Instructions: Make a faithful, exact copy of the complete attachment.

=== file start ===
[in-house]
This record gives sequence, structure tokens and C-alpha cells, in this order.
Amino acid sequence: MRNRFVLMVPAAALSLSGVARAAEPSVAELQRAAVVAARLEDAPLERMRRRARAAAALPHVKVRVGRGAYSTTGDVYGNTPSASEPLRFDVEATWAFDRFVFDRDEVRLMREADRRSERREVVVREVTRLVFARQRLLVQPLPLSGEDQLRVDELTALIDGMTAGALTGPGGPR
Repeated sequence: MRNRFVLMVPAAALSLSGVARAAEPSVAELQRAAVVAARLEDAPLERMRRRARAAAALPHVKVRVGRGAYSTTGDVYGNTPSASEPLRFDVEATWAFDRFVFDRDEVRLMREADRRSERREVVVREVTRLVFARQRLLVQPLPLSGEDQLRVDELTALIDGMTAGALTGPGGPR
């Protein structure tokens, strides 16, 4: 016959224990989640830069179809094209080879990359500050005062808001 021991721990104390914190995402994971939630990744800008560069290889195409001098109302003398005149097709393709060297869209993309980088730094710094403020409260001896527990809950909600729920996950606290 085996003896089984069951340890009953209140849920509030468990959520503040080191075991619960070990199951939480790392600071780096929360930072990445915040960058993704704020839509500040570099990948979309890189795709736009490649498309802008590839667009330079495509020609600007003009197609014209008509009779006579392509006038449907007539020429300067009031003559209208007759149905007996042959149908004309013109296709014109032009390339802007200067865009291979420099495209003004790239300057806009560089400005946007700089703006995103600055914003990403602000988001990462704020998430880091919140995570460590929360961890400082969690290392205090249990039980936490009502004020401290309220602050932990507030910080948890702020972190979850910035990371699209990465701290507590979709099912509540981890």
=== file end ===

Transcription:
[in-house]
This record gives sequence, structure tokens and C-alpha cells, in this order.
Amino acid sequence: MRNRFVLMVPAAALSLSGVARAAEPSVAELQRAAVVAARLEDAPLERMRRRARAAAALPHVKVRVGRGAYSTTGDVYGNTPSASEPLRFDVEATWAFDRFVFDRDEVRLMREADRRSERREVVVREVTRLVFARQRLLVQPLPLSGEDQLRVDELTALIDGMTAGALTGPGGPR
Repeated sequence: MRNRFVLMVPAAALSLSGVARAAEPSVAELQRAAVVAARLEDAPLERMRRRARAAAALPHVKVRVGRGAYSTTGDVYGNTPSASEPLRFDVEATWAFDRFVFDRDEVRLMREADRRSERREVVVREVTRLVFARQRLLVQPLPLSGEDQLRVDELTALIDGMTAGALTGPGGPR
């Protein structure tokens, strides 16, 4: 016959224990989640830069179809094209080879990359500050005062808001 021991721990104390914190995402994971939630990744800008560069290889195409001098109302003398005149097709393709060297869209993309980088730094710094403020409260001896527990809950909600729920996950606290 085996003896089984069951340890009953209140849920509030468990959520503040080191075991619960070990199951939480790392600071780096929360930072990445915040960058993704704020839509500040570099990948979309890189795709736009490649498309802008590839667009330079495509020609600007003009197609014209008509009779006579392509006038449907007539020429300067009031003559209208007759149905007996042959149908004309013109296709014109032009390339802007200067865009291979420099495209003004790239300057806009560089400005946007700089703006995103600055914003990403602000988001990462704020998430880091919140995570460590929360961890400082969690290392205090249990039980936490009502004020401290309220602050932990507030910080948890702020972190979850910035990371699209990465701290507590979709099912509540981890």